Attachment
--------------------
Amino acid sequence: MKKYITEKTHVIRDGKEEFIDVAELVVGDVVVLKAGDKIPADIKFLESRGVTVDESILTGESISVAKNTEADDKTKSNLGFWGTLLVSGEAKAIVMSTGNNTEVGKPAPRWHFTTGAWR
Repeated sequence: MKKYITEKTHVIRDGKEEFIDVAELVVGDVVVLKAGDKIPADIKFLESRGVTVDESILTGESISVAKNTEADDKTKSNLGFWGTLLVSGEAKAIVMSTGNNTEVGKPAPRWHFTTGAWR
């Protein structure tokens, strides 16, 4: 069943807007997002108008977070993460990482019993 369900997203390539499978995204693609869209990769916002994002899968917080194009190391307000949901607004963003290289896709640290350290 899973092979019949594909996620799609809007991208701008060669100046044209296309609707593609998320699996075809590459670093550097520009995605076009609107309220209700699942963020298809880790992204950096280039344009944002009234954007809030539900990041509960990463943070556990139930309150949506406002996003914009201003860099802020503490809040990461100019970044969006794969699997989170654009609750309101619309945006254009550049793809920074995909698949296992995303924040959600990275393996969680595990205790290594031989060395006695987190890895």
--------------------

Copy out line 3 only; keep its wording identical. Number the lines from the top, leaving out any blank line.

């Protein structure tokens, strides 16, 4: 069943807007997002108008977070993460990482019993 369900997203390539499978995204693609869209990769916002994002899968917080194009190391307000949901607004963003290289896709640290350290 899973092979019949594909996620799609809007991208701008060669100046044209296309609707593609998320699996075809590459670093550097520009995605076009609107309220209700699942963020298809880790992204950096280039344009944002009234954007809030539900990041509960990463943070556990139930309150949506406002996003914009201003860099802020503490809040990461100019970044969006794969699997989170654009609750309101619309945006254009550049793809920074995909698949296992995303924040959600990275393996969680595990205790290594031989060395006695987190890895």